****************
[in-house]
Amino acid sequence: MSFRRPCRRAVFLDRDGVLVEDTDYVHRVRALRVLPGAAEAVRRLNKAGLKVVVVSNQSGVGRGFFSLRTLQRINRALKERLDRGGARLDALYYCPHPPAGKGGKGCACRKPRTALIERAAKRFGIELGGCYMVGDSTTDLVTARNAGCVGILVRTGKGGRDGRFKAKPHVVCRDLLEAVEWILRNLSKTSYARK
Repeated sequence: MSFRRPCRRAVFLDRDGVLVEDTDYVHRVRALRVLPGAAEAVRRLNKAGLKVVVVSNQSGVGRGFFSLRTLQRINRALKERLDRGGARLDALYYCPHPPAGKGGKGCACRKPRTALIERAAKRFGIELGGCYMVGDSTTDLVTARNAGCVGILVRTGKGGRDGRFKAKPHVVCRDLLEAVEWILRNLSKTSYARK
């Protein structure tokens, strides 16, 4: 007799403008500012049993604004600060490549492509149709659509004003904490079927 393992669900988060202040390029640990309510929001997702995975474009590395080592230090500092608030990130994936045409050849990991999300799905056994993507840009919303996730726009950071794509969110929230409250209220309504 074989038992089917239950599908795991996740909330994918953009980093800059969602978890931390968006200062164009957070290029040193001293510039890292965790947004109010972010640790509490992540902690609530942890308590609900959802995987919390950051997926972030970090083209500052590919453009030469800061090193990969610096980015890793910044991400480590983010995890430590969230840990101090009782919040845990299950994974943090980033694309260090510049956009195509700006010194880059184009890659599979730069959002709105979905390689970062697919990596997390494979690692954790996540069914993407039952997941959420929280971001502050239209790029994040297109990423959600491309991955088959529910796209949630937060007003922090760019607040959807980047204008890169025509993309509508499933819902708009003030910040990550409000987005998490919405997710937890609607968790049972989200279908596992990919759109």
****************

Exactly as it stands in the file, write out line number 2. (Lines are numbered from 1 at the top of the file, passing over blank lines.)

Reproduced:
Amino acid sequence: MSFRRPCRRAVFLDRDGVLVEDTDYVHRVRALRVLPGAAEAVRRLNKAGLKVVVVSNQSGVGRGFFSLRTLQRINRALKERLDRGGARLDALYYCPHPPAGKGGKGCACRKPRTALIERAAKRFGIELGGCYMVGDSTTDLVTARNAGCVGILVRTGKGGRDGRFKAKPHVVCRDLLEAVEWILRNLSKTSYARK